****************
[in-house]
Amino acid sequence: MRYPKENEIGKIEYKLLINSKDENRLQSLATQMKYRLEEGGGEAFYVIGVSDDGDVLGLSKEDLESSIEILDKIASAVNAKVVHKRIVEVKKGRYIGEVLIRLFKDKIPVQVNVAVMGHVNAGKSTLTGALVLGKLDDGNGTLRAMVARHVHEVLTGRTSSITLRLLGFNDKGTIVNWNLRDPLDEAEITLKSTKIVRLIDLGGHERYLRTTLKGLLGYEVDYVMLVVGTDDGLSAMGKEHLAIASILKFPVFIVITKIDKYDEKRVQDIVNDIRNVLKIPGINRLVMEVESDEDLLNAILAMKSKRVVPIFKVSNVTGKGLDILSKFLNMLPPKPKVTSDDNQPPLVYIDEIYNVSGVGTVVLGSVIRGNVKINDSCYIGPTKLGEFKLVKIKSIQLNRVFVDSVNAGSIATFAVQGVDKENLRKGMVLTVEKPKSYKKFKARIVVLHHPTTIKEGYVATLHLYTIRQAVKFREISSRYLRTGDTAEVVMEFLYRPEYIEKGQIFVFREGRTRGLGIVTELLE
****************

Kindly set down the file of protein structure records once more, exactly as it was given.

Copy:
[in-house]
Amino acid sequence: MRYPKENEIGKIEYKLLINSKDENRLQSLATQMKYRLEEGGGEAFYVIGVSDDGDVLGLSKEDLESSIEILDKIASAVNAKVVHKRIVEVKKGRYIGEVLIRLFKDKIPVQVNVAVMGHVNAGKSTLTGALVLGKLDDGNGTLRAMVARHVHEVLTGRTSSITLRLLGFNDKGTIVNWNLRDPLDEAEITLKSTKIVRLIDLGGHERYLRTTLKGLLGYEVDYVMLVVGTDDGLSAMGKEHLAIASILKFPVFIVITKIDKYDEKRVQDIVNDIRNVLKIPGINRLVMEVESDEDLLNAILAMKSKRVVPIFKVSNVTGKGLDILSKFLNMLPPKPKVTSDDNQPPLVYIDEIYNVSGVGTVVLGSVIRGNVKINDSCYIGPTKLGEFKLVKIKSIQLNRVFVDSVNAGSIATFAVQGVDKENLRKGMVLTVEKPKSYKKFKARIVVLHHPTTIKEGYVATLHLYTIRQAVKFREISSRYLRTGDTAEVVMEFLYRPEYIEKGQIFVFREGRTRGLGIVTELLE